Abstract
This article uses open sources to focus on the presence of Italian Mafia
members and Italian Mafia groups in the Netherlands and examine the na-
ture of their activities. Italian Mafia members and Italian Mafia groups
have been active in the Netherlands since the 1980s, particularly in Am-
sterdam and its surroundings. The main conclusion drawn is that the Neth-
erlands is used as a ‘hub’ to connect to the international trade in illegal
goods, particularly narcotics. Known cases confirm the findings that Ital-
ians migrate to the Netherlands and sometimes invest in legal activities
(e.g. pizzerias), whereas settled migrants sometimes perform odd jobs for
Italian Mafia members. The Netherlands is also used as a refuge for Italian
Mafia members on the run. To date, there is no sound evidence from open
sources that extortion is part of the criminal activities that are performed in
the Netherlands and the fact that there is a close intermingling of the upper
world and the underworld is not supported by the available evidence.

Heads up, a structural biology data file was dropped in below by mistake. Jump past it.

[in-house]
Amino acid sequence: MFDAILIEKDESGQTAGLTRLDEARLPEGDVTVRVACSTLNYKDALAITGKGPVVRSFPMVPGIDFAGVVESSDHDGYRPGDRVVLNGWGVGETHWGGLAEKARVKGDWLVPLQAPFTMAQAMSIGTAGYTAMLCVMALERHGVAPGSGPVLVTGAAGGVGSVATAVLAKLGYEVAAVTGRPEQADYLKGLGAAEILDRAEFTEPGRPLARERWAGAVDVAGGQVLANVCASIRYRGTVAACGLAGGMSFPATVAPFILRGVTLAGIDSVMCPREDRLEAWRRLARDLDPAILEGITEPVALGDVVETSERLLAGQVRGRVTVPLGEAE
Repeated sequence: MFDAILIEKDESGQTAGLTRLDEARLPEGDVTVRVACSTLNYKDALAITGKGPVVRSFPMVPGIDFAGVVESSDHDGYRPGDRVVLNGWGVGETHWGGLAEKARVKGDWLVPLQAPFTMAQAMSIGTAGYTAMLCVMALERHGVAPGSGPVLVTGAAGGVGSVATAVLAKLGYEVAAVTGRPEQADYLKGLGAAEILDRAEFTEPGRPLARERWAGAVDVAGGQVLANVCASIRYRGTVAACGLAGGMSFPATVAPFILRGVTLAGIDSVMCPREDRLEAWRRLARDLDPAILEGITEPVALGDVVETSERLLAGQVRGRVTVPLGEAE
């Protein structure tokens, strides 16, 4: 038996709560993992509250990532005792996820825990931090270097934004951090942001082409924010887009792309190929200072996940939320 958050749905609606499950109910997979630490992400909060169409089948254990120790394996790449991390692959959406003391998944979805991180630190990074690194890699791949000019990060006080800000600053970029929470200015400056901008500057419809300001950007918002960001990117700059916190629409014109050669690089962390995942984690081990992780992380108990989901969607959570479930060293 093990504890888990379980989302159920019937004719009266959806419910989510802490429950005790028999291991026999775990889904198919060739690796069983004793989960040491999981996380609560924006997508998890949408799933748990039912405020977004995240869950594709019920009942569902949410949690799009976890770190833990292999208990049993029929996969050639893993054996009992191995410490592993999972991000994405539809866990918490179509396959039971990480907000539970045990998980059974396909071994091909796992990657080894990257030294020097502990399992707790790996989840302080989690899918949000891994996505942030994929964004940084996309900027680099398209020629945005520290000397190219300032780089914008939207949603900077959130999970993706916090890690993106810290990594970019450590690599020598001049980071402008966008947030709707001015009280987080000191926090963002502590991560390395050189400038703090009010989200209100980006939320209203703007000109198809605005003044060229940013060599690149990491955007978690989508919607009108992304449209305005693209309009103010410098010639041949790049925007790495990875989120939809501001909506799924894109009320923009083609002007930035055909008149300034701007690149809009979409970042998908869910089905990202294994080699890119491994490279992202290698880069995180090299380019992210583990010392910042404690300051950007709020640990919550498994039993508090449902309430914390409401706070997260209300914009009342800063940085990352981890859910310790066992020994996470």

Keywords: Italian Mafia; the Netherlands; drug trafficking; extortion;
racketeering; transit crime.
Introduction
Although there are many differences between various Italian Mafia
groups and Mafia clans (e.g. Savona, 2012), Italian Mafia is often used as a
‘container term’ in the Netherlands; a term that has had a profound effect
on the political discussion on organized crime. For a long time, Dutch
criminologists, as well as policy makers, regarded organized crime as a
* Prof Edward R. Kleemans, VU University of Amsterdam, e.r.kleemans@vu.nl and
Marcel De Boer
Kleemans and De Boer
16
predominantly foreign phenomenon and it took until the late 1980s, and the
early 1990s, for it to have a place on the political agenda and be raised as a
subject in public debate (for a review, see Fijnaut et al., 1996; 1998; Klee-